Virtually all beginner teachers, in our experience, meanwhile, agree that what they need more than abstract social and pedagogical lectures are tangible techniques and granular-level coaching. They need Band-Aids, not meditations on hematology.

Doonesbury — Four stars.

Wednesday, January 1, 2014

Your Tax Dollars At Work

Via ThinkProgress:

Not long after a federal appeals court denied Utah’s request to stay a court decision holding that the Constitution forbids marriage discrimination against same-sex couples, the state’s incoming attorney general announced that he would hire outside counsel to assist the state in defending its discriminatory marriage laws. Though the state has not yet announced who it will hire to stand up for its ability to exclude gay Americans from the Constitution’s promise of equality, it has announced how much it expects to spend — $2 million in taxpayer dollars — an amount that both Utah House Speaker Becky Lockhart (R) and Senate President Wayne Niederhauser (R) indicated that they are willing to appropriate.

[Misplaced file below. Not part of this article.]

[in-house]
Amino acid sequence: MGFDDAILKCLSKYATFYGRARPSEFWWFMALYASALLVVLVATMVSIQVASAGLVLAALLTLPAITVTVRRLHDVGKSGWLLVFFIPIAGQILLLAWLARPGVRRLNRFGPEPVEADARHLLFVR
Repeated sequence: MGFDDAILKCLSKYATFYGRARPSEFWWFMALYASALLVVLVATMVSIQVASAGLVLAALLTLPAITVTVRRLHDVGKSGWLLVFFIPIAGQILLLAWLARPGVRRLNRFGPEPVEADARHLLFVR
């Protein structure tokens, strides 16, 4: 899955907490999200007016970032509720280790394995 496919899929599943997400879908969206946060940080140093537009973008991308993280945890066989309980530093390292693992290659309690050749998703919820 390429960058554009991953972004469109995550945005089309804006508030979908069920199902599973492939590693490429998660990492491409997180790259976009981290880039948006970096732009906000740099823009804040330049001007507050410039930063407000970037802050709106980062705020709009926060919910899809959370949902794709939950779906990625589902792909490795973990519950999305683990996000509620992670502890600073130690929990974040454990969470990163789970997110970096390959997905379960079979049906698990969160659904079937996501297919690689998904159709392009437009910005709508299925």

Two million dollars is an absolutely staggering figure when you consider how much anti-gay lawmakers spent in a similar case defending marriage discrimination. In 2011, U.S. House Republicans hired former Solicitor General Paul Clement, arguably the most skilled appellate attorney arguing cases today, to defend the unconstitutional Defense of Marriage Act. Clement’s bill to the American taxpayers totaled $2.3 million, only slightly more than Utah now plans to spend, despite the fact that Clement handled the DOMA case at the trial, appellate and Supreme Court level, and that he handed multiple differentchallenges to DOMA in multiple appeals courts.